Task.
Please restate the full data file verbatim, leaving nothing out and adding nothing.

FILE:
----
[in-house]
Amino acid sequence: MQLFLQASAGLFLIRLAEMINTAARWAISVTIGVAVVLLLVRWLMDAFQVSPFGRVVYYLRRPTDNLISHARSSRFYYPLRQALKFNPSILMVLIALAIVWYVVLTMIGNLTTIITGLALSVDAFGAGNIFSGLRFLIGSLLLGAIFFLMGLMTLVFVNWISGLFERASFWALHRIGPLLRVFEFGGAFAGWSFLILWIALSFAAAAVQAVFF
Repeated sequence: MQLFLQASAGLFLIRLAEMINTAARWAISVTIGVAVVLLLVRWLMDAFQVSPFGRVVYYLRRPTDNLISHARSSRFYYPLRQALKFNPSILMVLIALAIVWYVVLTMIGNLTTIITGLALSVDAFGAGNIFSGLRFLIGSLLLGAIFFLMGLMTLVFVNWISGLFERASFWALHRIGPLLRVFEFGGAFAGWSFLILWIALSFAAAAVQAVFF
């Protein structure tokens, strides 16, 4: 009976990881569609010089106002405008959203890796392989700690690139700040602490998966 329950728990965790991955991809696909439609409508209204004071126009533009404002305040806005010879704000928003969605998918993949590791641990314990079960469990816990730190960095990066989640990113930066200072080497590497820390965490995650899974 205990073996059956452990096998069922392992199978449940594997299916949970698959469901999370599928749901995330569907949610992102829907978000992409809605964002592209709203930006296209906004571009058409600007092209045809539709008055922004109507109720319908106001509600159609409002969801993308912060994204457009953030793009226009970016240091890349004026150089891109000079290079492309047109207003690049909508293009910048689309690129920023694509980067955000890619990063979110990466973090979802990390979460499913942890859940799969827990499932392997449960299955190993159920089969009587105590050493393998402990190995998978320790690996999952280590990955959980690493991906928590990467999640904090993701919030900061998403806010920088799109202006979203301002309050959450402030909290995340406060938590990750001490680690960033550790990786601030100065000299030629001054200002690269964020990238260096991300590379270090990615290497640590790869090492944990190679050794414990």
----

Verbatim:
[in-house]
Amino acid sequence: MQLFLQASAGLFLIRLAEMINTAARWAISVTIGVAVVLLLVRWLMDAFQVSPFGRVVYYLRRPTDNLISHARSSRFYYPLRQALKFNPSILMVLIALAIVWYVVLTMIGNLTTIITGLALSVDAFGAGNIFSGLRFLIGSLLLGAIFFLMGLMTLVFVNWISGLFERASFWALHRIGPLLRVFEFGGAFAGWSFLILWIALSFAAAAVQAVFF
Repeated sequence: MQLFLQASAGLFLIRLAEMINTAARWAISVTIGVAVVLLLVRWLMDAFQVSPFGRVVYYLRRPTDNLISHARSSRFYYPLRQALKFNPSILMVLIALAIVWYVVLTMIGNLTTIITGLALSVDAFGAGNIFSGLRFLIGSLLLGAIFFLMGLMTLVFVNWISGLFERASFWALHRIGPLLRVFEFGGAFAGWSFLILWIALSFAAAAVQAVFF
């Protein structure tokens, strides 16, 4: 009976990881569609010089106002405008959203890796392989700690690139700040602490998966 329950728990965790991955991809696909439609409508209204004071126009533009404002305040806005010879704000928003969605998918993949590791641990314990079960469990816990730190960095990066989640990113930066200072080497590497820390965490995650899974 205990073996059956452990096998069922392992199978449940594997299916949970698959469901999370599928749901995330569907949610992102829907978000992409809605964002592209709203930006296209906004571009058409600007092209045809539709008055922004109507109720319908106001509600159609409002969801993308912060994204457009953030793009226009970016240091890349004026150089891109000079290079492309047109207003690049909508293009910048689309690129920023694509980067955000890619990063979110990466973090979802990390979460499913942890859940799969827990499932392997449960299955190993159920089969009587105590050493393998402990190995998978320790690996999952280590990955959980690493991906928590990467999640904090993701919030900061998403806010920088799109202006979203301002309050959450402030909290995340406060938590990750001490680690960033550790990786601030100065000299030629001054200002690269964020990238260096991300590379270090990615290497640590790869090492944990190679050794414990």